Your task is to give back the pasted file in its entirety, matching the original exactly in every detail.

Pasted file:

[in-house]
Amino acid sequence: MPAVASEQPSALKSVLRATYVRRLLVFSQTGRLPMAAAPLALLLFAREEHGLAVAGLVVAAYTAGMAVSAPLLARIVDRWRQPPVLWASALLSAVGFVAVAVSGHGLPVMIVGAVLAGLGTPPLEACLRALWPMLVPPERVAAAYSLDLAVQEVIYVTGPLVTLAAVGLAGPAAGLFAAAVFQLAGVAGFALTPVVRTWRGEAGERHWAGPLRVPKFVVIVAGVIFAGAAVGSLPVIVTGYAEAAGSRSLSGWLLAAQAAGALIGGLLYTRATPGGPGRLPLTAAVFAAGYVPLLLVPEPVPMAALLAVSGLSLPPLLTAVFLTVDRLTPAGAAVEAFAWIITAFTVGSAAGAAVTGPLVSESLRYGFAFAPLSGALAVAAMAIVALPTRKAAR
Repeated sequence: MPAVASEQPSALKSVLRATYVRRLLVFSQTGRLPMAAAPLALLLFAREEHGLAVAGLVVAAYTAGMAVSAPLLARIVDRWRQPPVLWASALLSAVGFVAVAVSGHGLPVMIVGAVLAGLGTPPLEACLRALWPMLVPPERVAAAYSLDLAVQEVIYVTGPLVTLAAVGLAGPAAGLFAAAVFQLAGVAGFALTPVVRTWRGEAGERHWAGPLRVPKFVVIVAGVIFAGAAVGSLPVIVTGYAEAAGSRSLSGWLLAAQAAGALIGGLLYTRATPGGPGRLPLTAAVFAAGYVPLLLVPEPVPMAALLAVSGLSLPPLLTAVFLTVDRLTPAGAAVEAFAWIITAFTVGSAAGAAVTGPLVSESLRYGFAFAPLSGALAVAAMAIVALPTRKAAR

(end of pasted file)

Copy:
[in-house]
Amino acid sequence: MPAVASEQPSALKSVLRATYVRRLLVFSQTGRLPMAAAPLALLLFAREEHGLAVAGLVVAAYTAGMAVSAPLLARIVDRWRQPPVLWASALLSAVGFVAVAVSGHGLPVMIVGAVLAGLGTPPLEACLRALWPMLVPPERVAAAYSLDLAVQEVIYVTGPLVTLAAVGLAGPAAGLFAAAVFQLAGVAGFALTPVVRTWRGEAGERHWAGPLRVPKFVVIVAGVIFAGAAVGSLPVIVTGYAEAAGSRSLSGWLLAAQAAGALIGGLLYTRATPGGPGRLPLTAAVFAAGYVPLLLVPEPVPMAALLAVSGLSLPPLLTAVFLTVDRLTPAGAAVEAFAWIITAFTVGSAAGAAVTGPLVSESLRYGFAFAPLSGALAVAAMAIVALPTRKAAR
Repeated sequence: MPAVASEQPSALKSVLRATYVRRLLVFSQTGRLPMAAAPLALLLFAREEHGLAVAGLVVAAYTAGMAVSAPLLARIVDRWRQPPVLWASALLSAVGFVAVAVSGHGLPVMIVGAVLAGLGTPPLEACLRALWPMLVPPERVAAAYSLDLAVQEVIYVTGPLVTLAAVGLAGPAAGLFAAAVFQLAGVAGFALTPVVRTWRGEAGERHWAGPLRVPKFVVIVAGVIFAGAAVGSLPVIVTGYAEAAGSRSLSGWLLAAQAAGALIGGLLYTRATPGGPGRLPLTAAVFAAGYVPLLLVPEPVPMAALLAVSGLSLPPLLTAVFLTVDRLTPAGAAVEAFAWIITAFTVGSAAGAAVTGPLVSESLRYGFAFAPLSGALAVAAMAIVALPTRKAAR